Appan Movie Review: A realistic and relatable drama on dysfunctional families
The star of the show is definitely Alencier. Despite restricted movements, the actor consummately essays the role of Itty
The initial scenes of Appan introduce us to a family, in which the daily discussion primarily revolves around the much-anticipated demise of the paralysed Itty (Alencier Ley Lopez). While their minds yearn for the death of the depraved patriarch —a womaniser, abuser and a cheater — their hearts want to protect him. This film critically examines the nitty-gritty of toxic parent-child relationships, through two father-son equations and the prolonged trauma of their dysfunctional family dynamics expressed through a raw and realistic portrayal.
Cast: Alencier Ley Lopez, Sunny Wayne, Pauly Valsan, Ananya, Grace Antony
Streamer: Sony Liv
Set in the hilly terrains of Thoduppuzha, Appan follows a resettled Christian family — Itty, his wife Kuttiyamma (Pauly Valsan), their son Njoonj (Sunny Wayne), Njoonj's wife Rosy (Ananya), and their son Abel. Njoonj, a victim of long-term parental abuse, makes his living by tapping rubber. He wants two things in his life —a peaceful life for his mother and a better family setting for his son. Kuttiyamma has been withstanding Itty's abuse and torture to ensure her son gets a recompense. While the family awaits the death of Itty to get their share of the property, the villagers too chart out plans to kill him for all the troubles he has caused them.
What follows is a series of occurrences that escalate the pressure on the family and how one event changes their lives forever.
Filmmaker Maju and co-writer Jayakumar have given much detail to the characters. Njoonj exhibits his vulnerability, especially in the scenes with his son. Even at the height of his anger, Njoonj doesn't express it with his little son. The struggle to break the cycle of intergenerational trauma is beautifully staged. Another intriguing aspect of Njoonj's character is how he does not reenact the trauma he faced. However, at one point, when he loses his temper and takes on his father violently, his mother reveals that she fears he may inherit his father's legacy of sins. The pressing remark makes him more aware and sensitive.
Pauly Valsan as the tormented Kuttiyama wonderfully portrays the unhealed scars of abuse, torture and ill-treatment. It is a very unsettling and poignant moment when she says she wants to go to the cemetery to rest as she never got to retire in her life.
On the other hand, Ananya is back with a bang. Her nuanced reactions and coherency in dialogue delivery are effective. Grace Antony, who plays Molly, Njoonj's sister, shines despite the limited runtime. Interestingly, the makers draw a subtle parallel between the needs of two married women, Molly and Rosy. While Molly is at her mother's home to unwind, Rosy is exhausted by the drama and wants to visit her maternal house.
The star of the show is definitely Alencier. Despite restricted movements, the actor consummately essays the role of Itty. We feel agitated by his lewd and nasty language and are disgusted by his immoral behaviour. Itty's sexist and chauvinistic character makes us want to hate him more and more. The audience too soon understands the emotional rollercoaster that the rest of the family has been riding for years. A newcomer Radhika, plays Sheela, a crucial role in the film. She excels at it with her phenomenal performance, particularly in the final act.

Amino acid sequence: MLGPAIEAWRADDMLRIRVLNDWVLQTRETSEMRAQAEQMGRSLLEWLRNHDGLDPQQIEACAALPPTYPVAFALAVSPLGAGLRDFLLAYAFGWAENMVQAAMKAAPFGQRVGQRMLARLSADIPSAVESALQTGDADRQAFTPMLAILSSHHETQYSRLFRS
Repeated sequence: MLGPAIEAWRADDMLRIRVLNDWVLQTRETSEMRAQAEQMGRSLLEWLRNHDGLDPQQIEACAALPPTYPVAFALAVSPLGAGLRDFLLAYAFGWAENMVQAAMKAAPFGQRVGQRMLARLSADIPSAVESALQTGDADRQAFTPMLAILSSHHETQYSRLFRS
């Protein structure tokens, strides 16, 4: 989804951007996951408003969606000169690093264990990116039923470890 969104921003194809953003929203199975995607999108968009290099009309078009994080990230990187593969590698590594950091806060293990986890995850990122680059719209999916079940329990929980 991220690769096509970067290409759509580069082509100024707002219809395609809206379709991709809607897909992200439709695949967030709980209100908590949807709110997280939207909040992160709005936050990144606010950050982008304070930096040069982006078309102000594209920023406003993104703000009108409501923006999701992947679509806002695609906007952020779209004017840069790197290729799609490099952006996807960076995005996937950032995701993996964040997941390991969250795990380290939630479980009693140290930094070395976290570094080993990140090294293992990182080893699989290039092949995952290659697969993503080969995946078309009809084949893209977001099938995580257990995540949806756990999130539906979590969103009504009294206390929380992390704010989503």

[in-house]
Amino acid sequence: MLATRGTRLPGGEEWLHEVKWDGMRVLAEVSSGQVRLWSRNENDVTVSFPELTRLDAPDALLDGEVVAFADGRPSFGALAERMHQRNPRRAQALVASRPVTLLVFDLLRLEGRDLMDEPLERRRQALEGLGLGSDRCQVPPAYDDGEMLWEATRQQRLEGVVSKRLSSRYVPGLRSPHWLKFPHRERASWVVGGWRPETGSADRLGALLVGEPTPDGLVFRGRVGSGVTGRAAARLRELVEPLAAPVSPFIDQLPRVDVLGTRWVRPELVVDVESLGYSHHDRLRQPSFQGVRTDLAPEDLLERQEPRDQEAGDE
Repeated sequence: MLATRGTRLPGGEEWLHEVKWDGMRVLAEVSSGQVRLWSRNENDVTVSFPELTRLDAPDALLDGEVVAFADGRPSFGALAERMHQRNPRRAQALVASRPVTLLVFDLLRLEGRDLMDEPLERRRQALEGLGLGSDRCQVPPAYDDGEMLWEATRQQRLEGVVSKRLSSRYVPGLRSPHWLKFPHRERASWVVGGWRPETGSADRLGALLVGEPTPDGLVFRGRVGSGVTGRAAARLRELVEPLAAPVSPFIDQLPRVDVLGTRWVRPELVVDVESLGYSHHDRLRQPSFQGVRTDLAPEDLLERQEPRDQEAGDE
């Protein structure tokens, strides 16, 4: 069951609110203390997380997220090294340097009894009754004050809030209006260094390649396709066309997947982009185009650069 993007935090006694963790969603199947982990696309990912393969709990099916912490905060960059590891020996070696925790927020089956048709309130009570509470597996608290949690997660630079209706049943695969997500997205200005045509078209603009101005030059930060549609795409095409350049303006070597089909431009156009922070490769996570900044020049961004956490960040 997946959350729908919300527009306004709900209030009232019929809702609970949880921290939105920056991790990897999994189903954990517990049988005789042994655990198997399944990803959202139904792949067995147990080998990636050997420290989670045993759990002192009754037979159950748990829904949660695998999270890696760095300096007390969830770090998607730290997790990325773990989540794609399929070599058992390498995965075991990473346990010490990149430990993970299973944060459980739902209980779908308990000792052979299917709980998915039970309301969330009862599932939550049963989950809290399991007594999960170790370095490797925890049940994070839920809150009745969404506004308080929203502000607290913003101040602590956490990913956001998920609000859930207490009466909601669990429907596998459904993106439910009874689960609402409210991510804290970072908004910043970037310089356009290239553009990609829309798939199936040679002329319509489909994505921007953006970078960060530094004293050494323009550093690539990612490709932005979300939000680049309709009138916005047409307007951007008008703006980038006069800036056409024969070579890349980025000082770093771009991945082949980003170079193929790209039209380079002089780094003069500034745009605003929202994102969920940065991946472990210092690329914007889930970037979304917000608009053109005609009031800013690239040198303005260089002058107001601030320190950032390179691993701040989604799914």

Appan's realistic portrayal is the result of the makers' diligence to capture even the most minute details, such as the dialect, cultural elements, lifestyle, and more. The layers in the story also reflect the makers' sound understanding of socio-psychological subjects, observation of interpersonal relationships, and other institutions.
Even though the film is shot in a confined space — an old Christian mansion and the rubber estate surrounding it — some riveting long shots and mid-tight shots familiarise us with the locality and emotions of the characters. The melancholy music strikes the right chord with the audience by elevating the film's mood.
It was refreshing to see the film break out of the cliches like the heel-face turn trope, or the obnoxious bond between in-laws. Even though the focus is on the intergenerational facet of the father-son relationship, Appan darts on a subtle yet striking female camaraderie as Sheela, Rossy, and Kuttiyamma stand for each other at their darkest phase.
Meanwhile, there are also considerable loopholes, perhaps mysterious knots, for the audience to untie. However, the film works even without it. And following a heavy build-up, the introduction of an external factor as a villain-of-sorts in the final act could have landed better. However, with the heart in the right place, the sensibly executed ideas and reasonably good suspense elements outweigh these middling points.
Among the handful of analogies, one marked a stark impact and resounded the finesse in writing. There is a bulb at the house verandah, which can never be switched off and only leads to unnecessarily high electricity tariffs, just like Itty, who is no good for the family. At a vital point in the film, one of them removes the bulb, but later, in the end, Njoonj replaces it, marking the proverbial ray of light to a new dawn. After all, every ending leads to a new beginning.